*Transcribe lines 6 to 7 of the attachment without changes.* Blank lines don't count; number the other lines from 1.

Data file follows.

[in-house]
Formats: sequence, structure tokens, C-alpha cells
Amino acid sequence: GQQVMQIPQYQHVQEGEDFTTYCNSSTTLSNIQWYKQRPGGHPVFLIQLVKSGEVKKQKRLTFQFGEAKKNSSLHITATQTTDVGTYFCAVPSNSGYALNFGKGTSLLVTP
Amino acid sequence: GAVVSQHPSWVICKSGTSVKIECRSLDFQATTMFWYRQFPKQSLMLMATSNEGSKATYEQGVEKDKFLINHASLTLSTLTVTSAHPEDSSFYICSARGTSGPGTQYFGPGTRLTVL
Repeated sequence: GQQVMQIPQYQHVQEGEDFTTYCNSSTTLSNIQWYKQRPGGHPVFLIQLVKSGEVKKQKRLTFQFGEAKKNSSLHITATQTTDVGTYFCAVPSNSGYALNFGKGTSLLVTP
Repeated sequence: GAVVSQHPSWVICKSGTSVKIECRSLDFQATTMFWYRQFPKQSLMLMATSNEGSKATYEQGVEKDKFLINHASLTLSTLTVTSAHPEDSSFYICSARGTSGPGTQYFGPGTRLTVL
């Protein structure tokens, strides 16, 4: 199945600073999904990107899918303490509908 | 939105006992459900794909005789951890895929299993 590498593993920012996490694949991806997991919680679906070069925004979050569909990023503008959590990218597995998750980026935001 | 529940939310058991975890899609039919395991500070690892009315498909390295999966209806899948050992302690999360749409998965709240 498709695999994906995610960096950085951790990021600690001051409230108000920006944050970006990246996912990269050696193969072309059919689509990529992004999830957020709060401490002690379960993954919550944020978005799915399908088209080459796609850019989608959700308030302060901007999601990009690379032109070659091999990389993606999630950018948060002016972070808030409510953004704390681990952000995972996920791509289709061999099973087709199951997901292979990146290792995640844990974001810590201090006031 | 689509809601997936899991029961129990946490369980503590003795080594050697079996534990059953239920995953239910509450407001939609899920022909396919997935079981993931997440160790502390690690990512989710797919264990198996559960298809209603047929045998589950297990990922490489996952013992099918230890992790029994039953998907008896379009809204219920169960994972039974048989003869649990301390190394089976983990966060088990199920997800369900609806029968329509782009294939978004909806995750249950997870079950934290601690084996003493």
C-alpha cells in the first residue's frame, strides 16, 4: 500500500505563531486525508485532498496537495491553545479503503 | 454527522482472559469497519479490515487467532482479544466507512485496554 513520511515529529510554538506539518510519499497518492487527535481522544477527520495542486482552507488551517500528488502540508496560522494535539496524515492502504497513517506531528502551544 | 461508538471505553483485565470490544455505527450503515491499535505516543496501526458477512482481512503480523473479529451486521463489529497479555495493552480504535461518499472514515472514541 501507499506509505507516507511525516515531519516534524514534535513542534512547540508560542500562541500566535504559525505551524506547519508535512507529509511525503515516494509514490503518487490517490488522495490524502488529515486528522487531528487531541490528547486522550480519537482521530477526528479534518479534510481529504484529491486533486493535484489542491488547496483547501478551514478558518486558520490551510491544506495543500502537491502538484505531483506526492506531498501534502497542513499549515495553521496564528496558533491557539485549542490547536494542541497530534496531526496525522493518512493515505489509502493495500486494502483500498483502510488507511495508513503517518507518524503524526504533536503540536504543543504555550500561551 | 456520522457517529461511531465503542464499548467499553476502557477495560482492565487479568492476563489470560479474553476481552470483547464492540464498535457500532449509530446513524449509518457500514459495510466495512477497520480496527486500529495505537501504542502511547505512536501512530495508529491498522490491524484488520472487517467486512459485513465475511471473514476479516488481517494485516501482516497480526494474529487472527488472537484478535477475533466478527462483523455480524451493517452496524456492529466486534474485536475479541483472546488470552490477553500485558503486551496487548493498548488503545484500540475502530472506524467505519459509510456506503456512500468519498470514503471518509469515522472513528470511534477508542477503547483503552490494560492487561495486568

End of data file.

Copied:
Repeated sequence: GAVVSQHPSWVICKSGTSVKIECRSLDFQATTMFWYRQFPKQSLMLMATSNEGSKATYEQGVEKDKFLINHASLTLSTLTVTSAHPEDSSFYICSARGTSGPGTQYFGPGTRLTVL
């Protein structure tokens, strides 16, 4: 199945600073999904990107899918303490509908 | 939105006992459900794909005789951890895929299993 590498593993920012996490694949991806997991919680679906070069925004979050569909990023503008959590990218597995998750980026935001 | 529940939310058991975890899609039919395991500070690892009315498909390295999966209806899948050992302690999360749409998965709240 498709695999994906995610960096950085951790990021600690001051409230108000920006944050970006990246996912990269050696193969072309059919689509990529992004999830957020709060401490002690379960993954919550944020978005799915399908088209080459796609850019989608959700308030302060901007999601990009690379032109070659091999990389993606999630950018948060002016972070808030409510953004704390681990952000995972996920791509289709061999099973087709199951997901292979990146290792995640844990974001810590201090006031 | 689509809601997936899991029961129990946490369980503590003795080594050697079996534990059953239920995953239910509450407001939609899920022909396919997935079981993931997440160790502390690690990512989710797919264990198996559960298809209603047929045998589950297990990922490489996952013992099918230890992790029994039953998907008896379009809204219920169960994972039974048989003869649990301390190394089976983990966060088990199920997800369900609806029968329509782009294939978004909806995750249950997870079950934290601690084996003493």